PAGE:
Sputnik discussed this with Srdja Trifkovic, a Serbian-American writer on international affairs and foreign affairs editor for the magazine Chronicles.
Sputnik: What are your thoughts on the reports that the UK will once again accuse Russia of aggression?
Srdja Trifkovic: My first thought is just the Brits because in reality the United Kingdom is for all intents and purposes the most russophobic country in the world today. And I'm really talking about the elite class, the politicians, the media, the analysts, the academia; even more so than the United States. This has been a constant feature of the upper tier of the British society; what Prime Minister May and Foreign Secretary Johnson are naming as the nature of the threat, if the reports are accurate, is exactly the sorts of activities that Western countries, including the United States, have been engaging in, not for years, but for decades, including election meddling, regime change operations, illegal aggression and so on. It is indeed somewhat ironic that the pot is calling the kettle black.
Last, but no means least, the continental Europeans maybe less willing than before to follow this clarion call, especially since, in the aftermath of the Skripal case, when many of them decided to support the British version of events, some of them have had second thoughts and it increasingly looks like it was a false flag operation. Following Mrs. May and Mr. Johnson on the same path of escalating the tension with Russia, which is not really in the interest either of Italy, that has a new government which may change course, but primarily Germany and France, which have been at the receiving end of the financial cost of sanctions, while at the same time Britain and especially the United States had very little to lose.
Sputnik: Theresa May is set to announce a new international rapid response unit to deal with Russian assassins in the wake of the Salisbury poisoning outrage. What are your thoughts on this?
Srdja Trifkovic: Well as I said, she seems to be taking it for granted that it was indeed a Russian-conducted operation to murder former colonel Skripal and his daughter, as we now know, since they survived, that the whole thing is beginning to look like a set up or a false flag operation. Many people who initially supported the British version of events are really having second thoughts.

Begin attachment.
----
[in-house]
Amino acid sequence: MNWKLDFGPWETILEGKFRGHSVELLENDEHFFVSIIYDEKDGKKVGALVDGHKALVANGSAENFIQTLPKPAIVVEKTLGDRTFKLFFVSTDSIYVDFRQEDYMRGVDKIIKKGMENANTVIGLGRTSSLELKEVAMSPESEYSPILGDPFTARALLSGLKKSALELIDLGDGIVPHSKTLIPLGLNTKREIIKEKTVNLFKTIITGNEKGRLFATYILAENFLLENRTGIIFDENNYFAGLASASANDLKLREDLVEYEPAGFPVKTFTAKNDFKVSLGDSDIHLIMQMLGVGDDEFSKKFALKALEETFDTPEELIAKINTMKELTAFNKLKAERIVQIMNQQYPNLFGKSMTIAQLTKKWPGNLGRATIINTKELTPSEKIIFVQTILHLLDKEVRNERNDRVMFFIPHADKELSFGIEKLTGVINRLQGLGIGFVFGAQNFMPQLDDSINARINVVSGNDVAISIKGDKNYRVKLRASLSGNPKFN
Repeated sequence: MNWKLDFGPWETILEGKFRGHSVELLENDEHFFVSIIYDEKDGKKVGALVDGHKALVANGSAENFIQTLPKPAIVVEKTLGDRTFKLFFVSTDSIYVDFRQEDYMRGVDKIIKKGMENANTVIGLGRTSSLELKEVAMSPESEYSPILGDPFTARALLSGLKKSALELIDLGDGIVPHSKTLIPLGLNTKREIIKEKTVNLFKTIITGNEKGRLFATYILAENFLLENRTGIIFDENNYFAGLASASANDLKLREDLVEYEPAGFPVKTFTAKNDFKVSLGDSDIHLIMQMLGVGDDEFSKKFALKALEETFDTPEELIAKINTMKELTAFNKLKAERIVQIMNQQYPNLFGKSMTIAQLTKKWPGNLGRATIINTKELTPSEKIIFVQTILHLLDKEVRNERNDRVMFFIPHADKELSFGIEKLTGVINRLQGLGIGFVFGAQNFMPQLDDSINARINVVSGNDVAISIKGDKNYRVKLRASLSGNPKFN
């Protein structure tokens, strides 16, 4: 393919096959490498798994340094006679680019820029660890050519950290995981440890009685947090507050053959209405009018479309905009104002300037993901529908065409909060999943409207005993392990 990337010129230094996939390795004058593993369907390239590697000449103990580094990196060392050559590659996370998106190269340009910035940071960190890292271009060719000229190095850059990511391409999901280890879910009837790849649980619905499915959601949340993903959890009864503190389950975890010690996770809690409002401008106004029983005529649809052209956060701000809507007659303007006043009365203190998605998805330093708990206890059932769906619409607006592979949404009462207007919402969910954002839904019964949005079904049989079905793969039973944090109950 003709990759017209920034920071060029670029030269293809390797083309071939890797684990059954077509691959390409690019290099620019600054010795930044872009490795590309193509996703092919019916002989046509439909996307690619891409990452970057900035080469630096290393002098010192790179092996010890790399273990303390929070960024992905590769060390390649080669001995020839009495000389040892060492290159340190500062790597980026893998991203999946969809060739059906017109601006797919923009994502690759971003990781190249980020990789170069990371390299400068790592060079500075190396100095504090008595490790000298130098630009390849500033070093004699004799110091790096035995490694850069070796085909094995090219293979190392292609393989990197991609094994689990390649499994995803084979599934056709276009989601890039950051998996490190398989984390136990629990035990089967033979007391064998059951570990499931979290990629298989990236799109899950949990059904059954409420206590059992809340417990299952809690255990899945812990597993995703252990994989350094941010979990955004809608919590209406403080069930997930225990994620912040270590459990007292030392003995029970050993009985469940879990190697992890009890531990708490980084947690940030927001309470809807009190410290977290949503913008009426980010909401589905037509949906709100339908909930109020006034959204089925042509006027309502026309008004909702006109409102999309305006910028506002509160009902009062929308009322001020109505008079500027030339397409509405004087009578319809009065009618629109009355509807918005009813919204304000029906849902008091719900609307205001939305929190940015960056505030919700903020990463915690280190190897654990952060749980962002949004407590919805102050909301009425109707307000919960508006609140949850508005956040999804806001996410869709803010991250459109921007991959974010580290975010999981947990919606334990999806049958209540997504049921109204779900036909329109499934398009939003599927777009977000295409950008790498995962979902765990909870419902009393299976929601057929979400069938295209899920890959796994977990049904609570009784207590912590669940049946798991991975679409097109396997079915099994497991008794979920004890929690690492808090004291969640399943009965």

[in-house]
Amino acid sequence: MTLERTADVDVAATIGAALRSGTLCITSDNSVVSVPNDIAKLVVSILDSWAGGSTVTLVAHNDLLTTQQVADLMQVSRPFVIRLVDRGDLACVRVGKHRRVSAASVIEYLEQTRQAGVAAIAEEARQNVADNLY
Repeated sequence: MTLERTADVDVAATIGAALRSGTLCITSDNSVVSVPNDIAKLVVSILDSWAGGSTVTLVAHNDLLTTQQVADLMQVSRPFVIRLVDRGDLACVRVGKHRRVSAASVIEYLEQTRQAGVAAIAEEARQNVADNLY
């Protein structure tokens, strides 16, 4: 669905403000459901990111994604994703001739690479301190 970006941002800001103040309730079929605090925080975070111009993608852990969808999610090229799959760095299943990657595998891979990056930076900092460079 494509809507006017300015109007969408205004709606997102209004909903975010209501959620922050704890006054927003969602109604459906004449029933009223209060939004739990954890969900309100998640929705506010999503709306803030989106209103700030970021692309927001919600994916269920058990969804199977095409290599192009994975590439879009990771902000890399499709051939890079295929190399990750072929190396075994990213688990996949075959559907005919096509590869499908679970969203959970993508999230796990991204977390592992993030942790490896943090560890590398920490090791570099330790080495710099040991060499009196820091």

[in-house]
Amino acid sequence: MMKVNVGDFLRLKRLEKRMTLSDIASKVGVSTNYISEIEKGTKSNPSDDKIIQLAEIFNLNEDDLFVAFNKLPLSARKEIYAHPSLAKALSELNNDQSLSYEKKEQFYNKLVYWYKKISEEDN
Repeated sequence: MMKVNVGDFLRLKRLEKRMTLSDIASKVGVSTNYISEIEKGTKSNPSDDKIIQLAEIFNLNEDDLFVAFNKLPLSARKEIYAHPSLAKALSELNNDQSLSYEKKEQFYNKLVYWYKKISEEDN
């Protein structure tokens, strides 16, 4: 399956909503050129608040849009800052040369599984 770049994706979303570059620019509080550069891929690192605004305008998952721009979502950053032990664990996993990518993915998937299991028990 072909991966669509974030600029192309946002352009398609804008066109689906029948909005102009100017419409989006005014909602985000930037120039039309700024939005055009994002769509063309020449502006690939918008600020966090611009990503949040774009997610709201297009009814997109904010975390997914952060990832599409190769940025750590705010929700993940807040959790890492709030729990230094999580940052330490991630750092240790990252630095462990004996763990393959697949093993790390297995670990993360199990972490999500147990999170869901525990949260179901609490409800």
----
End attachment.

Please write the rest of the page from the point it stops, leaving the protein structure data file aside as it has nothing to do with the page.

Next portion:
Sputnik: This was leaked during a meeting with Boris Johnson at a dinner meeting, supposedly. What would this look like? And what are your thoughts on what this rapid response could actually be?
Srdja Trifkovic: When we say rapid response it doesn't necessarily mean a military force, it will be a combination of cyber specialists and propaganda experts, and various forensic information technology experts and so on. Really there is much more smoke than real fire about the whole thing, and let's remember that the rating of Boris Johnson as Britain's Foreign Secretary is pretty low, his stock is not very high either in Britain or in the international circles, so I think in the end this will be much ado about nothing.
Sputnik: What are your thoughts on the state of Britain and Brexit, and Prime Minister Theresa May's status right now in light of the David Davis scandal and his threats to leave?
Srdja Trifkovic: It seems to me that she would in her heart of hearts prefer not to go ahead with it if she could, and let's not forget that in the run-up to the 2016 referendum she was really pretty wishy washy. Boris Johnson was all for leaving the EU, but Theresa May was not, and now I think she finds herself in a semi-paradoxical situation of having to see it through, without having a clear picture of what it will mean if Brussels stays firm; if it will indeed be a very hard Brexit.
At the same time her attempts to revive the special relationship with Washington, in the light of the fact that without anchorage in Europe, this trans-atlantic relationship would give Britain an alternative strategic vocal point, I think that there is no real chemistry with Trump.
Sputnik: The Western media, for the most part, has been showing this G7 Summit as the six against Trump. I'm just wondering what do you think about the inner workings of the summit and the relationship between all of the leaders? On the other hand, we have Donald Trump who actually says that Russia should be part of the G7, what do you think?
Srdja Trifkovic: Personally I think indeed Russia should, even though in terms of the actual size of Russia's economy it has been rather stagnant in global terms. Russia's share of the world economy has not gone beyond 2% for a great number of years, but first of all misusing the G7, which should be focused on economics and on financial flows to advance yet another russophobic hysterical plan is self-defeating, and I don't think that May will get very far.
As far as the continental Europeans are concerned, with the new government in Italy we really do have a new ball game and I believe that there will be increased pressures, particularly, from the business community in Germany not to escalate tensions any further. At the same time we should not underestimate the ability of Europeans to be supine, to submit themselves to the dictat from Washington after all. In view of what we've seen since the imposition of the Russian sanctions in 2014, the clout of the United States, the ability of Washington to impose its will on the Europeans is indeed both surprising and remarkable.
The views and opinions expressed by the contributors do not necessarily reflect those of Sputnik.